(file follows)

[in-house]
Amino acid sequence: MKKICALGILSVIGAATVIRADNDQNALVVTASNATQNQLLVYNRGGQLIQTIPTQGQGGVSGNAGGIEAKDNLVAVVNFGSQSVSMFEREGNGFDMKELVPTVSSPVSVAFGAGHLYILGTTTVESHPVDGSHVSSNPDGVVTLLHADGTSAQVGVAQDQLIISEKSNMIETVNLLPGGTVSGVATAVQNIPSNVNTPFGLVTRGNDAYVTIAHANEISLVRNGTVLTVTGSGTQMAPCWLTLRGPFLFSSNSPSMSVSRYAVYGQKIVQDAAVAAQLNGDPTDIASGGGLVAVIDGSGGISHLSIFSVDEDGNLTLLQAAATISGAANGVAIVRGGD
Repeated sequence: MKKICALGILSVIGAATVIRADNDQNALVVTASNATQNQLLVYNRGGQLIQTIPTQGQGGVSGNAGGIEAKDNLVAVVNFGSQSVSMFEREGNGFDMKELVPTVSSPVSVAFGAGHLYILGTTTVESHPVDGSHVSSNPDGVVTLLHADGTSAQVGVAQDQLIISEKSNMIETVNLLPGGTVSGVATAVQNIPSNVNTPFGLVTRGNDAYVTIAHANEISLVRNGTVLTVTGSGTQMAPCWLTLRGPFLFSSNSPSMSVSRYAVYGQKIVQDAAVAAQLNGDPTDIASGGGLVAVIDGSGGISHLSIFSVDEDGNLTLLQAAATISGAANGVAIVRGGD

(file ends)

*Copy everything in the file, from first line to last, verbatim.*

[in-house]
Amino acid sequence: MKKICALGILSVIGAATVIRADNDQNALVVTASNATQNQLLVYNRGGQLIQTIPTQGQGGVSGNAGGIEAKDNLVAVVNFGSQSVSMFEREGNGFDMKELVPTVSSPVSVAFGAGHLYILGTTTVESHPVDGSHVSSNPDGVVTLLHADGTSAQVGVAQDQLIISEKSNMIETVNLLPGGTVSGVATAVQNIPSNVNTPFGLVTRGNDAYVTIAHANEISLVRNGTVLTVTGSGTQMAPCWLTLRGPFLFSSNSPSMSVSRYAVYGQKIVQDAAVAAQLNGDPTDIASGGGLVAVIDGSGGISHLSIFSVDEDGNLTLLQAAATISGAANGVAIVRGGD
Repeated sequence: MKKICALGILSVIGAATVIRADNDQNALVVTASNATQNQLLVYNRGGQLIQTIPTQGQGGVSGNAGGIEAKDNLVAVVNFGSQSVSMFEREGNGFDMKELVPTVSSPVSVAFGAGHLYILGTTTVESHPVDGSHVSSNPDGVVTLLHADGTSAQVGVAQDQLIISEKSNMIETVNLLPGGTVSGVATAVQNIPSNVNTPFGLVTRGNDAYVTIAHANEISLVRNGTVLTVTGSGTQMAPCWLTLRGPFLFSSNSPSMSVSRYAVYGQKIVQDAAVAAQLNGDPTDIASGGGLVAVIDGSGGISHLSIFSVDEDGNLTLLQAAATISGAANGVAIVRGGD